Recreational accommodation in Bulgaria
Where are the best accommodations in Bulgaria? There are a raft of options, especially in resorts. They comprise hotels, family B&Bs, guest houses, and rented apartments. When you choose your accommodation, you should base your choice on the referrals of your friends or other people who have already stayed at these places.
Bulgarian all inclusive hotels do not enjoy a very good reputation. These hotels are relatively new for the country, and there are a number of customer complaints from them. The complaints are usually made in connection with the assortment of meals in these hotels’ restaurants and with their taste.
The price of rented apartments usually depends directly on the distance to the beach. The nearer to the beach the apartment is, the higher amount you will have to shell out to rent it.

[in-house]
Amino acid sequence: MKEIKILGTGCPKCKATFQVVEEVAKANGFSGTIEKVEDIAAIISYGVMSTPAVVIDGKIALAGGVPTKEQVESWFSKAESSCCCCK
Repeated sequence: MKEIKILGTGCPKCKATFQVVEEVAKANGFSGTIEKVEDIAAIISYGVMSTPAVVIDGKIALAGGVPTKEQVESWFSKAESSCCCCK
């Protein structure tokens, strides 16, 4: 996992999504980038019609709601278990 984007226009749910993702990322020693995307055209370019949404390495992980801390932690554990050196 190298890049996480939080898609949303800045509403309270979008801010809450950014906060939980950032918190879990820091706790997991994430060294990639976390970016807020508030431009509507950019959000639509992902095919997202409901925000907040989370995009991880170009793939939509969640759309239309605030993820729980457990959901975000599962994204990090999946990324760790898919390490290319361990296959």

On motorways drivers can usually travel at up to 120 kph, and outside cities at 90 kph; the speed limit inside cities and towns is 50 mph. In practice, many locals drive at whatever speed they choose, and then have to pay fines. Inside cities and towns there are usually a host of “lying policemen”; these are frequently removed in the beginning of the summer season, and they are installed again in August.
Policemen (not “lying” ones, but real police officers) can stand in places where they are not clearly seen. Usually drivers who notice them warn the drivers travelling in the opposite direction by blinking their headlights.
If you are warned in this way, it is enough to raise your hand to express your gratitude.
Police officers cannot fine foreigners, but they make special notes in passports; these notes oblige violators to pay the fines when they cross the border.
Railway transport in the country is sufficiently developed, but it is more convenient to travel by bus. Public transport lines often reach resorts located in the vicinity of towns or cities.
The bus fare starts from 1 BGN (that is the price for travelling within the limits of the town or city). Taxi fares are much costlier, especially in resort areas. All taxi cars have to have their rates displayed on the windows, with the rates per kilometre, the cost of hiring the taxi, and the price for the idle periods for the driver. At night prices are always higher than during the day.